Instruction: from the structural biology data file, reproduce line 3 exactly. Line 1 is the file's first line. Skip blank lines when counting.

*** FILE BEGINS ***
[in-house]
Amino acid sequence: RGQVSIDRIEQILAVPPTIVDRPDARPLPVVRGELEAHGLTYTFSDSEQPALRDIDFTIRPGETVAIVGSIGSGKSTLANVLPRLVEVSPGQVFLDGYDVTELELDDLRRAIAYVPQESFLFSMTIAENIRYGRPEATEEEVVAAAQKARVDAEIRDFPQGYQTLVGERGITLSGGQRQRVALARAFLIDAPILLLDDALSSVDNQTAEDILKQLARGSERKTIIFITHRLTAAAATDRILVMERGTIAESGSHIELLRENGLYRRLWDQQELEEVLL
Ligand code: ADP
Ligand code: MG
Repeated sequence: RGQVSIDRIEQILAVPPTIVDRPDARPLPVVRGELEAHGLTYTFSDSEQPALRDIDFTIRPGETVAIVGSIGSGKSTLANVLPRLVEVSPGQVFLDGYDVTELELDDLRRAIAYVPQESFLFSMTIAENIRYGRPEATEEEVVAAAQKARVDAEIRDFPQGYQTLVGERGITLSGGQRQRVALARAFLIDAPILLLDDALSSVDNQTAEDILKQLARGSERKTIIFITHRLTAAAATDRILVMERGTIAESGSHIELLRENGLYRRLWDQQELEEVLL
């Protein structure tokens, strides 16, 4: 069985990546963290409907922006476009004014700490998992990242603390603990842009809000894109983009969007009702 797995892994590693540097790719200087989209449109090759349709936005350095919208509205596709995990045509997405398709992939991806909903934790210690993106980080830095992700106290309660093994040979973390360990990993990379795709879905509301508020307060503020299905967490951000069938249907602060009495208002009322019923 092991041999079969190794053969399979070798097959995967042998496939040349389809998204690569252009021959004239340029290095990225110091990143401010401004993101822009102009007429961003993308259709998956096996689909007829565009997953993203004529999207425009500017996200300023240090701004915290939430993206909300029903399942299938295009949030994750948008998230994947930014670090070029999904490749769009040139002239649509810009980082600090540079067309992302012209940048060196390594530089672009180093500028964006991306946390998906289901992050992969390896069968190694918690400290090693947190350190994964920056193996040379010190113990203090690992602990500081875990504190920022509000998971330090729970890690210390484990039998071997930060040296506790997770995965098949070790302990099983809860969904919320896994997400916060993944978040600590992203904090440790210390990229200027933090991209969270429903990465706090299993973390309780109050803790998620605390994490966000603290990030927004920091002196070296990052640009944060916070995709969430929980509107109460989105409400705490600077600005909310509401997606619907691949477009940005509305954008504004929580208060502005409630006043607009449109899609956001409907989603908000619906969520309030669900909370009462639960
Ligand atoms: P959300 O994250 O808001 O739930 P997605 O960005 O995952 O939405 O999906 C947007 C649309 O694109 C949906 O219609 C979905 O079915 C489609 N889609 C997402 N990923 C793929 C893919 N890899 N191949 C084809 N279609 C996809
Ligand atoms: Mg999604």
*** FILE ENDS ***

Ligand code: ADP